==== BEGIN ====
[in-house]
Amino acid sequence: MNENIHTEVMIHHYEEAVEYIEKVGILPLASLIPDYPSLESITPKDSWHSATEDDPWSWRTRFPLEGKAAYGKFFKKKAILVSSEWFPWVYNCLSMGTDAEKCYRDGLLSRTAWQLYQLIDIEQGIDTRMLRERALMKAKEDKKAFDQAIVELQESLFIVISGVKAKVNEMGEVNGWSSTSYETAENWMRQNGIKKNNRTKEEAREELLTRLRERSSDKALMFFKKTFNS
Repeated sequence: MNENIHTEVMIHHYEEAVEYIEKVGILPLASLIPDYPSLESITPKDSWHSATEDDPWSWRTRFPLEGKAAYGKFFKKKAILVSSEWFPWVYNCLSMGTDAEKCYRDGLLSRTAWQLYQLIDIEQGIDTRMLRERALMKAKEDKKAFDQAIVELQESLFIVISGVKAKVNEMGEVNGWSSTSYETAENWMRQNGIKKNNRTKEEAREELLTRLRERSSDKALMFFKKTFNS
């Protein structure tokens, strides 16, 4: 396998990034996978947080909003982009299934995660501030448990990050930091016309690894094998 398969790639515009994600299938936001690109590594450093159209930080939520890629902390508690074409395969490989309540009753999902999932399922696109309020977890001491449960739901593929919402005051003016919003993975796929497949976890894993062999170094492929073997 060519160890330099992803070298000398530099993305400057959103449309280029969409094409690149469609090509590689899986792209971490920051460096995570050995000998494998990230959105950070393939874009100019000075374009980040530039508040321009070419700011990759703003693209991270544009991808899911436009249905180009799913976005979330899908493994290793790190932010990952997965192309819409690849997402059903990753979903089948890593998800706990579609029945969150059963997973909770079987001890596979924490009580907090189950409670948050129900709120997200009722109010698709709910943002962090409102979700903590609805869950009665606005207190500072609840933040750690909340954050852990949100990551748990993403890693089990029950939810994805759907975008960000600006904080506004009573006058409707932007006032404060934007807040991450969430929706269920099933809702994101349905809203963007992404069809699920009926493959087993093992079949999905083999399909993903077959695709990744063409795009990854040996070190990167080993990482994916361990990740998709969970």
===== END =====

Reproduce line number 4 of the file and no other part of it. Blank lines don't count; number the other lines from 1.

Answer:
């Protein structure tokens, strides 16, 4: 396998990034996978947080909003982009299934995660501030448990990050930091016309690894094998 398969790639515009994600299938936001690109590594450093159209930080939520890629902390508690074409395969490989309540009753999902999932399922696109309020977890001491449960739901593929919402005051003016919003993975796929497949976890894993062999170094492929073997 060519160890330099992803070298000398530099993305400057959103449309280029969409094409690149469609090509590689899986792209971490920051460096995570050995000998494998990230959105950070393939874009100019000075374009980040530039508040321009070419700011990759703003693209991270544009991808899911436009249905180009799913976005979330899908493994290793790190932010990952997965192309819409690849997402059903990753979903089948890593998800706990579609029945969150059963997973909770079987001890596979924490009580907090189950409670948050129900709120997200009722109010698709709910943002962090409102979700903590609805869950009665606005207190500072609840933040750690909340954050852990949100990551748990993403890693089990029950939810994805759907975008960000600006904080506004009573006058409707932007006032404060934007807040991450969430929706269920099933809702994101349905809203963007992404069809699920009926493959087993093992079949999905083999399909993903077959695709990744063409795009990854040996070190990167080993990482994916361990990740998709969970």